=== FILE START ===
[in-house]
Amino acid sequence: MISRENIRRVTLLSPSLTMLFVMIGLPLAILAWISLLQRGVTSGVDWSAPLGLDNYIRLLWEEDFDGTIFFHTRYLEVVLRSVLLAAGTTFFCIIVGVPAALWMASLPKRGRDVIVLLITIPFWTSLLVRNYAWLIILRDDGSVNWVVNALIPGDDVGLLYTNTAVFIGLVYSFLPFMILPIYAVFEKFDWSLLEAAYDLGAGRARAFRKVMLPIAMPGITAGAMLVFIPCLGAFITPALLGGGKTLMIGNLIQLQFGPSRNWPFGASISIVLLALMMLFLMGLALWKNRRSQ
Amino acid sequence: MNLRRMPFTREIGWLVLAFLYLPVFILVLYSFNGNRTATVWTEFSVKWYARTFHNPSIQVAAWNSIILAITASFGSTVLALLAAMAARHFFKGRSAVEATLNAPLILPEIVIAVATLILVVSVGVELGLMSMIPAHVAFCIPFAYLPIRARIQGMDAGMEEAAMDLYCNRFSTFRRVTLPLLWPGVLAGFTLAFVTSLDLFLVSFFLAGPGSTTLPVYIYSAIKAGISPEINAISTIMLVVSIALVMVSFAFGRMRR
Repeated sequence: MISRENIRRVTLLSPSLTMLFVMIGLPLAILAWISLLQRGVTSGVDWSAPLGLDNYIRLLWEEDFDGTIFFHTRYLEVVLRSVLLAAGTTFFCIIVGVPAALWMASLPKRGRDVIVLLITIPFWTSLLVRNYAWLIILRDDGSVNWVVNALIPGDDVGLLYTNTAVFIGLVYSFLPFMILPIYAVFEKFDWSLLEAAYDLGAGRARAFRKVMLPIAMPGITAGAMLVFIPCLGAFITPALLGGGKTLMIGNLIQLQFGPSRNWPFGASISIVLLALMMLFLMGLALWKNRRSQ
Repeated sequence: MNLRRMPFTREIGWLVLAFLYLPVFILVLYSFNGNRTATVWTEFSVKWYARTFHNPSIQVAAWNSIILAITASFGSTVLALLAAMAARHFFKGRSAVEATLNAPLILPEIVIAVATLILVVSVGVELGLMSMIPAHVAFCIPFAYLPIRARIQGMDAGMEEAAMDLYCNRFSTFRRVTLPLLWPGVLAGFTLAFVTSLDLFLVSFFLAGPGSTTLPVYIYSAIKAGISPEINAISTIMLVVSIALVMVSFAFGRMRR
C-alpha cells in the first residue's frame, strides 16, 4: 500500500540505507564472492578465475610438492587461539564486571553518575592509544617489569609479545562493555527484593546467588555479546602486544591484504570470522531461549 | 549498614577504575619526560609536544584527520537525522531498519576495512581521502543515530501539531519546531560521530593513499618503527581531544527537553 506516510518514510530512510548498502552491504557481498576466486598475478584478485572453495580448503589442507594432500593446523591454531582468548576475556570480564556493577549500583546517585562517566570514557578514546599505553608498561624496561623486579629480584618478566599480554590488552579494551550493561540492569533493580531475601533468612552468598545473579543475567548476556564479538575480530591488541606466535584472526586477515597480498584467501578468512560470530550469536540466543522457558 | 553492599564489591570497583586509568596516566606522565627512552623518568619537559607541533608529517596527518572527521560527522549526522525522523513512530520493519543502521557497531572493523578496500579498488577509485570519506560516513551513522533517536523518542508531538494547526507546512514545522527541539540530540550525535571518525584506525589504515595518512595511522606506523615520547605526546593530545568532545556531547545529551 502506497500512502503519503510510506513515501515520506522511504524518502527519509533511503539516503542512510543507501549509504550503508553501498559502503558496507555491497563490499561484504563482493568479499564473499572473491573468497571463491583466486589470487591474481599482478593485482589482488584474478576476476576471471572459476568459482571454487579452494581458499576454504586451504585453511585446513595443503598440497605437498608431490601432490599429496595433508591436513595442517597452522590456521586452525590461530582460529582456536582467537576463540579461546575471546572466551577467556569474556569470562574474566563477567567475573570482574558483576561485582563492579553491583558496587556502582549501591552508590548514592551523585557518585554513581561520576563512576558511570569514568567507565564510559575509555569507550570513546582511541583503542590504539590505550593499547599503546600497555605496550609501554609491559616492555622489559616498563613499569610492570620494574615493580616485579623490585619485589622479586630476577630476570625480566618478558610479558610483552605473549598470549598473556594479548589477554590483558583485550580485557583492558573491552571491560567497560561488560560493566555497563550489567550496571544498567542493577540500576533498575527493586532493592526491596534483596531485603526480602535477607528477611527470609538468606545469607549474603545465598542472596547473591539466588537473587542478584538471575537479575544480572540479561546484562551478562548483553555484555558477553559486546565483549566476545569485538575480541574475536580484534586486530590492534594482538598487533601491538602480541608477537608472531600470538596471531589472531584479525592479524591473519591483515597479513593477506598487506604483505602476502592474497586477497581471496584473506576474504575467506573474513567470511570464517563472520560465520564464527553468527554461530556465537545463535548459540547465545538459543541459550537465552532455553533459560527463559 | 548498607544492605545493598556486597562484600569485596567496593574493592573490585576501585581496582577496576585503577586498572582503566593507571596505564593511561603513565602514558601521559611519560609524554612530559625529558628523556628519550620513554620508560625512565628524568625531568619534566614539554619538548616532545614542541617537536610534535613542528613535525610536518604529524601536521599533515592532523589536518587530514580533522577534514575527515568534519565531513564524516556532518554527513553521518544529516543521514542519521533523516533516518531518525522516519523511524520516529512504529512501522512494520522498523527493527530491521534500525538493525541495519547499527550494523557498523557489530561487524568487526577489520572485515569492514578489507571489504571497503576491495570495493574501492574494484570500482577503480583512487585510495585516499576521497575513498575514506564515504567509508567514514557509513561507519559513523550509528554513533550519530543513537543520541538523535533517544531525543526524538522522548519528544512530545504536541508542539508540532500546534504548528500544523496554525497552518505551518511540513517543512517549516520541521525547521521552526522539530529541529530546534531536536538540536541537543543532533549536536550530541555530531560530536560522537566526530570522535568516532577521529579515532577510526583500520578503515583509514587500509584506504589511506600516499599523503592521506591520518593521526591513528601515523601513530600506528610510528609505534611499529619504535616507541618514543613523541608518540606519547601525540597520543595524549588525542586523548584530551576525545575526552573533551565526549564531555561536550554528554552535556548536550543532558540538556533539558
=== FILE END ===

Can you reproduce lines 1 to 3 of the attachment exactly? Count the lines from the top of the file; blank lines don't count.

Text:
[in-house]
Amino acid sequence: MISRENIRRVTLLSPSLTMLFVMIGLPLAILAWISLLQRGVTSGVDWSAPLGLDNYIRLLWEEDFDGTIFFHTRYLEVVLRSVLLAAGTTFFCIIVGVPAALWMASLPKRGRDVIVLLITIPFWTSLLVRNYAWLIILRDDGSVNWVVNALIPGDDVGLLYTNTAVFIGLVYSFLPFMILPIYAVFEKFDWSLLEAAYDLGAGRARAFRKVMLPIAMPGITAGAMLVFIPCLGAFITPALLGGGKTLMIGNLIQLQFGPSRNWPFGASISIVLLALMMLFLMGLALWKNRRSQ
Amino acid sequence: MNLRRMPFTREIGWLVLAFLYLPVFILVLYSFNGNRTATVWTEFSVKWYARTFHNPSIQVAAWNSIILAITASFGSTVLALLAAMAARHFFKGRSAVEATLNAPLILPEIVIAVATLILVVSVGVELGLMSMIPAHVAFCIPFAYLPIRARIQGMDAGMEEAAMDLYCNRFSTFRRVTLPLLWPGVLAGFTLAFVTSLDLFLVSFFLAGPGSTTLPVYIYSAIKAGISPEINAISTIMLVVSIALVMVSFAFGRMRR